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5 fantastic careers for Psychology graduates

Psychology is becoming increasingly popular among students. And it’s no surprise it’s a fascinating subject that allows you to explore the inner workings of the mind and better understand human behaviour.

But you’re probably wondering, what exactly can I do with a psychology degree?

Well, for starters, with a BPS accredited Psychology degree you can move on to specialist postgraduate study and train to become a chartered psychologist. However, you aren’t limited to just this role; what you learn can be applied to so many other areas.

Here are five fantastic career options for psychology graduates.

Forensic Psychologist
Forensic psychologists work within the criminal justice system. They have an exciting and wide ranging remit which can include conducting one-on-one assessments of prisoners and offenders, providing expert testimonials in court, and developing offender treatment and rehabilitation programmes.

While many forensic psychologists work within a legal setting, it’s a varied role that can see you working in variety of places (prisons, rehabilitation units, social services departments) and with a range of stakeholders (victims of crime, prison officers, psychiatrists).

If you’re someone who enjoys helping others, a career in psychotherapy could be very rewarding. Psychotherapists work with individuals and groups to help them overcome issues such as stress, emotional problems and mental illness.

In this role, you’ll run private sessions with clients where you’ll actively listen to them, encourage them to reflect on their personal issues and help them to develop strategies for coping with and overcoming these issues.

In order to become a psychotherapist, you’ll need to complete a postgraduate course that is accredited by the UKCP (UK Council for Psychotherapy) or BPC (British Psychoanalytic Council), as well as a set number of hours in practice.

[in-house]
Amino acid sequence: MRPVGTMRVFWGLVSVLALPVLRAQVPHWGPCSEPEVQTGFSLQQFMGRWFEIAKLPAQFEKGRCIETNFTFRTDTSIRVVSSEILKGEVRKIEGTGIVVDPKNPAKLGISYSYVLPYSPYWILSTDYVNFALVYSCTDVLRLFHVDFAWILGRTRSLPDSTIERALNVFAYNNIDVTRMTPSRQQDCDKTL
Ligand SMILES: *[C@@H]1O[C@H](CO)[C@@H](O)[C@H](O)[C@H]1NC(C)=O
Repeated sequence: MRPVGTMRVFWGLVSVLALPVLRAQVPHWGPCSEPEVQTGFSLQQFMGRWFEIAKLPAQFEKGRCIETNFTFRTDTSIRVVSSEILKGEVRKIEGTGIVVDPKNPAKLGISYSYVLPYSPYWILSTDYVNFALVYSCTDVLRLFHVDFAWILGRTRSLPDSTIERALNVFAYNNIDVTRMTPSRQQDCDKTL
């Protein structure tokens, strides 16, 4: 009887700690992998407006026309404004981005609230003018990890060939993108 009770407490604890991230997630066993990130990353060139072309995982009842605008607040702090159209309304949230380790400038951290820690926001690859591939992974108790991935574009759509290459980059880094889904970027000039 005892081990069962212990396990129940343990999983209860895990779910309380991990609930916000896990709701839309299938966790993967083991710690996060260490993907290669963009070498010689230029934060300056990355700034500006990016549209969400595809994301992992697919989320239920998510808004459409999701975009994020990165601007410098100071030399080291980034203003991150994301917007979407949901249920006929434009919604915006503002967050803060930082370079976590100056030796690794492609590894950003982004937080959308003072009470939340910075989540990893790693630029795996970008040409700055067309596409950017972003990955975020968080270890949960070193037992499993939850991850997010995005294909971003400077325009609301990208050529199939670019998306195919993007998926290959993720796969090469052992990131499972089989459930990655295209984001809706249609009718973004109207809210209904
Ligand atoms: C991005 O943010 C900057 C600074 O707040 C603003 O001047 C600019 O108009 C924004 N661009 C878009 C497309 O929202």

As a psychology graduate you’ll have a fantastic understanding of group dynamics and behavioural issues, which makes teaching a super suitable career option.

You could teach psychology and share your enthusiasm for the subject with the next generation of psychologists. Alternatively, you could consider a different subject or look into a specialism such as primary education or SEN (Special Educational Needs).

There are various routes you can take to become a teacher, however, the most common one is to complete a one-year PGCE course, where you’ll learn important teaching theory and gain the classroom experience necessary to set your career off to a flying start.

Human Resources Officer
Human resources is all about people, and as a psychology graduate you’ll have a deep understanding of people and their behaviours.

A human resources officer is responsible for advising on, developing and implementing policies and procedures relating to the effective use of employees within an organisation.

It’s a truly varied role where you could find yourself jumping from assisting managers on implementing new policies and procedures, to creating a job advertisement, to delivering staff training, and much more, all within the same day.

Life coach
Where psychologists are concerned with deep emotional issues, life coaches are focused on helping people improve their lives by working towards carefully developed goals. Life coaches can specialise in all sorts of areas, like career coaching, personal development and relationships.

Life coaching is not a regulated field, which means you don’t need specific qualifications. However, if you’re operating as a freelance coach, it’s worth completing a course with a professional body such as the AC (Association for Coaching) or BACP (British Association for Counselling and Psychotherapy), to demonstrate your experience and professionalism to potential clients.

Psychology is an exciting subject that can unlock the pathways to an impressive array of careers that will put your skills to use and keep you stimulated as you make your way in the world.

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